But given the Schenectady region’s industrial past and present, there are other potential risks to the water supply.
Industrial or major commercial facilities sitting above the Great Flats Aquifer include General Electric’s manufacturing complex, the SI Group’s Rotterdam Junction chemical plant, major railroad operations and the ViaPort Rotterdam mall.
GE and the SI Group have had spills, according to the state Department of Environmental Conservation’s environmental site remediation database, but they have been addressed. GE’s groundwater water flows away from the Schenectady well fields that are located a half-mile away, according to DEC, reducing the risk to drinking water.
Schenectady first tapped the aquifer as a water source in 1897. Today, Scotia, Glenville, Rotterdam and Niskayuna also draw their main water supplies from the aquifer, a total of 24 million gallons per day. The Department of Health estimates as much as 65 million gallons could be safely withdrawn.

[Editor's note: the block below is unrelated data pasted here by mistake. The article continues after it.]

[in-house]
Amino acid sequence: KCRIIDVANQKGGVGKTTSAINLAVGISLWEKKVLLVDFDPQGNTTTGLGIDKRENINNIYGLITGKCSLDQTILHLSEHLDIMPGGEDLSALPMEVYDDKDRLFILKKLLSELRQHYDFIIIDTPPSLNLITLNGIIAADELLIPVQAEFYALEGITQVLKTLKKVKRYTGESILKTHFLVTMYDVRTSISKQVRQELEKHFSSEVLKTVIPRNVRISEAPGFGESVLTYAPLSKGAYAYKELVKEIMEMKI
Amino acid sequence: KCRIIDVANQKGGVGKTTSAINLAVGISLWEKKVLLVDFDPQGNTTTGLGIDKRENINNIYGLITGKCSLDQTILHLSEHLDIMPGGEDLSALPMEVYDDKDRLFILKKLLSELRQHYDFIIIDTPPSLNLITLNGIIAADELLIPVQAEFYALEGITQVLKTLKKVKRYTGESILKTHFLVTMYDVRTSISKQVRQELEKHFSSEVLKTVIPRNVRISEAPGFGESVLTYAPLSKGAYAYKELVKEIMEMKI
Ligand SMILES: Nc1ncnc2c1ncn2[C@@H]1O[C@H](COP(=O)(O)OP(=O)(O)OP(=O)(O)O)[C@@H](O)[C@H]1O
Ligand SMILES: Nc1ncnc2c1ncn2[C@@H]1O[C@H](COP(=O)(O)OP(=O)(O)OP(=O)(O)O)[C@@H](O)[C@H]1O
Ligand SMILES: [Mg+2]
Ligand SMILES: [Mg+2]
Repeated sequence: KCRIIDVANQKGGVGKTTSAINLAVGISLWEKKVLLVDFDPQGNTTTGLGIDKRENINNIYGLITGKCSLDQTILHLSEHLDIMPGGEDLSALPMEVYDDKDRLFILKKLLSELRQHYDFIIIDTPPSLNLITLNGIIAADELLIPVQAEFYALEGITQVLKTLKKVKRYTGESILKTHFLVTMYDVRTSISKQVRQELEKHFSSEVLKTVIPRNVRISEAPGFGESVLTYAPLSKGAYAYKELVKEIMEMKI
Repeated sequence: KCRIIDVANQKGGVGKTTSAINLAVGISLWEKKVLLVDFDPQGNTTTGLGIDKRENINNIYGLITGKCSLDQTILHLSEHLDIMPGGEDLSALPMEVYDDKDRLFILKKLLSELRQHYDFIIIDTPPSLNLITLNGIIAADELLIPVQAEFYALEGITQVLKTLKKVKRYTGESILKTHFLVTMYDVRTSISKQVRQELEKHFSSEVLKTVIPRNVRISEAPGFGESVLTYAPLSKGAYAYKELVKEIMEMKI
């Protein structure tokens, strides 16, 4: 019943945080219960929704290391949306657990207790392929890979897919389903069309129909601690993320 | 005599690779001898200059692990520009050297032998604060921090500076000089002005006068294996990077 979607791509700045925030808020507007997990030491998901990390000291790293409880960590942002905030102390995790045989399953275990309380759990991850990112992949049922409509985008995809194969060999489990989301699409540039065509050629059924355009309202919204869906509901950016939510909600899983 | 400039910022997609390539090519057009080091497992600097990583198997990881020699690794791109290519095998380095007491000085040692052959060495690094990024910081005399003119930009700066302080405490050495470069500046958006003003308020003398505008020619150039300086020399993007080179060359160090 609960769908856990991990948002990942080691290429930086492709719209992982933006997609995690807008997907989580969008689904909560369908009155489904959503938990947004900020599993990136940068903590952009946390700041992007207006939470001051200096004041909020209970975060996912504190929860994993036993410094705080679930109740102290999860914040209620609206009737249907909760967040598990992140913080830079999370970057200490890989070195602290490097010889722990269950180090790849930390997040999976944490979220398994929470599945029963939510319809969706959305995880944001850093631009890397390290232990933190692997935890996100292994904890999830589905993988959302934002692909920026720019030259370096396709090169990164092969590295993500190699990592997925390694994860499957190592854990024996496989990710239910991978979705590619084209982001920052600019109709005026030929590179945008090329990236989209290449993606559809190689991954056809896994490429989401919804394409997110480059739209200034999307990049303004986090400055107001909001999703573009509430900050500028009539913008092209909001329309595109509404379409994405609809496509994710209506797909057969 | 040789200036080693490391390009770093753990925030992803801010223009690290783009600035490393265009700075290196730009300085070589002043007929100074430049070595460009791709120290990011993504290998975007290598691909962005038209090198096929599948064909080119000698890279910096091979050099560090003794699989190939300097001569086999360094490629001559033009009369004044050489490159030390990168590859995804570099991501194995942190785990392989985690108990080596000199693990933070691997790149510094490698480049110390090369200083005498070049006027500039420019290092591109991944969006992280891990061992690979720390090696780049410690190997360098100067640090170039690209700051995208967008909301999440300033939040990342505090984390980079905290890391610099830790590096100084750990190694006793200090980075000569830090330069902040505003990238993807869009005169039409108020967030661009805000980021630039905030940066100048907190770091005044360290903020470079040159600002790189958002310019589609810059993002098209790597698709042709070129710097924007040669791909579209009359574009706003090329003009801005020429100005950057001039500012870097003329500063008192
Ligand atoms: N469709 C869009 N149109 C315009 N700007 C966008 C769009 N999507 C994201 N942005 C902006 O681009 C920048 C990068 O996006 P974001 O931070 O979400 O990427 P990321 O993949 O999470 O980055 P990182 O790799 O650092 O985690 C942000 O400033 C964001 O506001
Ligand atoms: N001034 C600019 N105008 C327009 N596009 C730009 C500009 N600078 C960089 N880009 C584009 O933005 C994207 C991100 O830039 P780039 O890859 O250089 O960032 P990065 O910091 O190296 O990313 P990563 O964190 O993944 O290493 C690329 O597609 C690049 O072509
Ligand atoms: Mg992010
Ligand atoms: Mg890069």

The Great Flats Aquifer is a large deposit of water-saturated sand and gravel that was deposited as glaciers receded something like 10,000 years ago. A large lake some researchers have compared to Lake Ontario drained into those sands.
The great underground water supply — in its vastness and still-tapped potential — has the potential to be an economic development tool, as upstate New York competes for jobs with Western states now parched by years of drought.
“Water is going to be the next big natural resource issue,” predicted Gillen.
While Schenectady relies on the aquifer, other major cities in the Capital Region rely on surface-water reservoirs, with the water treated to kill any bacteria. Albany, Troy and Amsterdam all draw their water entirely or primarily from surface reservoirs located far beyond the city limits, like Amsterdam’s Glen Wild supply in the Saratoga County town of Providence.
Other than the situation in Hoosick Falls, Health Department records from required annual testing show no indications of emerging problems with lead or other chemicals in Capital Region drinking water supplies.